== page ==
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    ELCA Churchwide Assembly receives Malaria Campaign report

    Posted on August 16, 2013 by assemblynews

    Jessica Nipp HackerA report on the ELCA Malaria Campaign was given to the 2013 ELCA Churchwide Assembly Aug. 16. by Jessica Nipp Hacker, ELCA Malaria Campaign coordinator.  Through the campaign, rolled out by the 2011 Churchwide Assembly, ELCA members have committed to raise $15 million by 2015 to partner with Lutheran churches in Africa in their efforts to prevent and treat malaria and to educate communities about the disease.

    Nipp Hacker reported to the assembly that to-date the campaign has raised $8.7 million – more than halfway to the goal of $15 million.

    “Our challenge today is to finish the campaign strong. In order to meet our goal of $15 million by 2015, we need to raise $6.3 million in the next two years.  I know we can do it,” Nipp Hacker said.

    Nipp Hacker shared with the assembly some of the success stories of the campaign and the impact the members’ donations have made to help contain the deadly disease.

    “Our companions in 12 countries in Africa are leveraging our generosity into real results. Their comprehensive, community-based malaria programs are already beginning to change lives, and to change communities, all over sub-Saharan Africa,” she said.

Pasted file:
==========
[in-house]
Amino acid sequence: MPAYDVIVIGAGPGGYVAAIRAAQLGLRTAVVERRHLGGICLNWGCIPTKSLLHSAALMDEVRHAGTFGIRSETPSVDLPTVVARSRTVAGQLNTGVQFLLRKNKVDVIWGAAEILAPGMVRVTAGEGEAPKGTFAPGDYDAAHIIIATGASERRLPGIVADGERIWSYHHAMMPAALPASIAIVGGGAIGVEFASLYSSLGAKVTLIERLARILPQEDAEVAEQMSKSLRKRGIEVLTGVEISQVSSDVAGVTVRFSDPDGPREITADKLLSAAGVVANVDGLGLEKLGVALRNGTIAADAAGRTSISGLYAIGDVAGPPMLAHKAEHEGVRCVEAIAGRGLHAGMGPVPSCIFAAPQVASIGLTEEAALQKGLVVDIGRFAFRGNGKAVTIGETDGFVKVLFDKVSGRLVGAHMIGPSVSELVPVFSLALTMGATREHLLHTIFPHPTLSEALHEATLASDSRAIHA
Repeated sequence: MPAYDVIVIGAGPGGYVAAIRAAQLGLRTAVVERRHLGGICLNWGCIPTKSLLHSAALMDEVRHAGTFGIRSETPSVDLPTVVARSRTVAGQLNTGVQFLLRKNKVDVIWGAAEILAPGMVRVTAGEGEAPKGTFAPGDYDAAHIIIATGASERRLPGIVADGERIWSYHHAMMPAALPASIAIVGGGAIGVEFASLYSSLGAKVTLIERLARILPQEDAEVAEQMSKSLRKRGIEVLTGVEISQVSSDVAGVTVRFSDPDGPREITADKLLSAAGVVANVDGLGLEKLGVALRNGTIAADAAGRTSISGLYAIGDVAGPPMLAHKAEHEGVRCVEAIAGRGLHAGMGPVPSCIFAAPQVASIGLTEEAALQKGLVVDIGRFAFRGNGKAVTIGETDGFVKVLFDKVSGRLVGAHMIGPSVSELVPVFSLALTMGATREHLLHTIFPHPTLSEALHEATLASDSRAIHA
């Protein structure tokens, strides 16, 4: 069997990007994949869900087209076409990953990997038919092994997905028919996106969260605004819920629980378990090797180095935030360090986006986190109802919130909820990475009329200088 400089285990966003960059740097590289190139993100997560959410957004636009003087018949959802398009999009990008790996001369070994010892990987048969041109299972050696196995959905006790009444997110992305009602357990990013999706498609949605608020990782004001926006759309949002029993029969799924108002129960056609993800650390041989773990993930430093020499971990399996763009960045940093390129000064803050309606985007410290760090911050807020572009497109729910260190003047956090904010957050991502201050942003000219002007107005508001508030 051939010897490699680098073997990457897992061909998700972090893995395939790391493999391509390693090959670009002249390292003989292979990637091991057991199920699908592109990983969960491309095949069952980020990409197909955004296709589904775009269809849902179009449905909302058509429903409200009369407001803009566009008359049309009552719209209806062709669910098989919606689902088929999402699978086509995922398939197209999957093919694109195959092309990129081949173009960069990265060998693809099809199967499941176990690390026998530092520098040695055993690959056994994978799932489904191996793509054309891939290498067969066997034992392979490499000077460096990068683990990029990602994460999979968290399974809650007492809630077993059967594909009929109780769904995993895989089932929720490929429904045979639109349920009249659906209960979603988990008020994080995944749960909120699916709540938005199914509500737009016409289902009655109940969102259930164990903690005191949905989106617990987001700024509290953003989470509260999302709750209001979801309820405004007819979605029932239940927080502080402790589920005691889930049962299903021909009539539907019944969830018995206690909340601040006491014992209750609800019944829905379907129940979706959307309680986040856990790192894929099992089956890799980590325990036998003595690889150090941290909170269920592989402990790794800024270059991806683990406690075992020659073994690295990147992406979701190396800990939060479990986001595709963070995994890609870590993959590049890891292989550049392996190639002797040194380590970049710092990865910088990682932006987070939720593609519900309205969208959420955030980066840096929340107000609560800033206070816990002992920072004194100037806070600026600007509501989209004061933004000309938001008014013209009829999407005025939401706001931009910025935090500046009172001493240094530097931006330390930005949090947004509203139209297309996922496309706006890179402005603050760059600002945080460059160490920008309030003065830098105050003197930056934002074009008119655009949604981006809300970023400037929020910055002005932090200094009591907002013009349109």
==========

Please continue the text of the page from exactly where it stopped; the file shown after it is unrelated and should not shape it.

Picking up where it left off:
Nipp Hacker provided the following highlights of the campaign:

    + More than 7,000 staff and volunteers have been trained to educate their communities about malaria prevention and control.

    + The Kapiri Health Center in Malawi reported a 90% decrease in cases of severe malaria since the program began.

    + These malaria programs have so far reached 1.7 million people.

     The assembly watched a video field report from the Lutheran Malaria Program in Zambia.

    Nipp Hacker concluded her report saying,” So many lives are being saved. Just a year ago, a child in Africa was dying every 45 seconds of malaria.  Thanks to the work of Lutherans and millions of others across the globe, that death rate has slowed dramatically.  Now we lose one child a minute.  Much progress has been made, but I’m sure we all agree that our work is not complete until no children are dying from malaria.”




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